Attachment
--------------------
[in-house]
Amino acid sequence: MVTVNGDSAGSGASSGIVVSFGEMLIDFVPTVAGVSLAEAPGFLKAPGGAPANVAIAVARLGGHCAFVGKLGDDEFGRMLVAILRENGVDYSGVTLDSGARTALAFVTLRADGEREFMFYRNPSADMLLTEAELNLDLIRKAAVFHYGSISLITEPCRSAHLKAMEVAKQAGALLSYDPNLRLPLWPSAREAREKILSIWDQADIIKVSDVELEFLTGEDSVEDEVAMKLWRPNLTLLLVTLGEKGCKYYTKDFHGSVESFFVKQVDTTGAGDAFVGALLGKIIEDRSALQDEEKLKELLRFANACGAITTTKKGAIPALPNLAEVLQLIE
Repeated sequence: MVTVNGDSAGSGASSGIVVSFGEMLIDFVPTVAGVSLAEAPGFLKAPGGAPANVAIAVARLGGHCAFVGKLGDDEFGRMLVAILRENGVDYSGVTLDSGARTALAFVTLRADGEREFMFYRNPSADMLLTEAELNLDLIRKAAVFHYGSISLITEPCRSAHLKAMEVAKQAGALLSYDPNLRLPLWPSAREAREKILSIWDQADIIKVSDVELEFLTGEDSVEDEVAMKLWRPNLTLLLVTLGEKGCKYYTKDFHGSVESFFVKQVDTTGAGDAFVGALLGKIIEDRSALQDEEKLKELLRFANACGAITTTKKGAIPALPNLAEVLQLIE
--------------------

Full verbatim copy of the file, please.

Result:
[in-house]
Amino acid sequence: MVTVNGDSAGSGASSGIVVSFGEMLIDFVPTVAGVSLAEAPGFLKAPGGAPANVAIAVARLGGHCAFVGKLGDDEFGRMLVAILRENGVDYSGVTLDSGARTALAFVTLRADGEREFMFYRNPSADMLLTEAELNLDLIRKAAVFHYGSISLITEPCRSAHLKAMEVAKQAGALLSYDPNLRLPLWPSAREAREKILSIWDQADIIKVSDVELEFLTGEDSVEDEVAMKLWRPNLTLLLVTLGEKGCKYYTKDFHGSVESFFVKQVDTTGAGDAFVGALLGKIIEDRSALQDEEKLKELLRFANACGAITTTKKGAIPALPNLAEVLQLIE
Repeated sequence: MVTVNGDSAGSGASSGIVVSFGEMLIDFVPTVAGVSLAEAPGFLKAPGGAPANVAIAVARLGGHCAFVGKLGDDEFGRMLVAILRENGVDYSGVTLDSGARTALAFVTLRADGEREFMFYRNPSADMLLTEAELNLDLIRKAAVFHYGSISLITEPCRSAHLKAMEVAKQAGALLSYDPNLRLPLWPSAREAREKILSIWDQADIIKVSDVELEFLTGEDSVEDEVAMKLWRPNLTLLLVTLGEKGCKYYTKDFHGSVESFFVKQVDTTGAGDAFVGALLGKIIEDRSALQDEEKLKELLRFANACGAITTTKKGAIPALPNLAEVLQLIE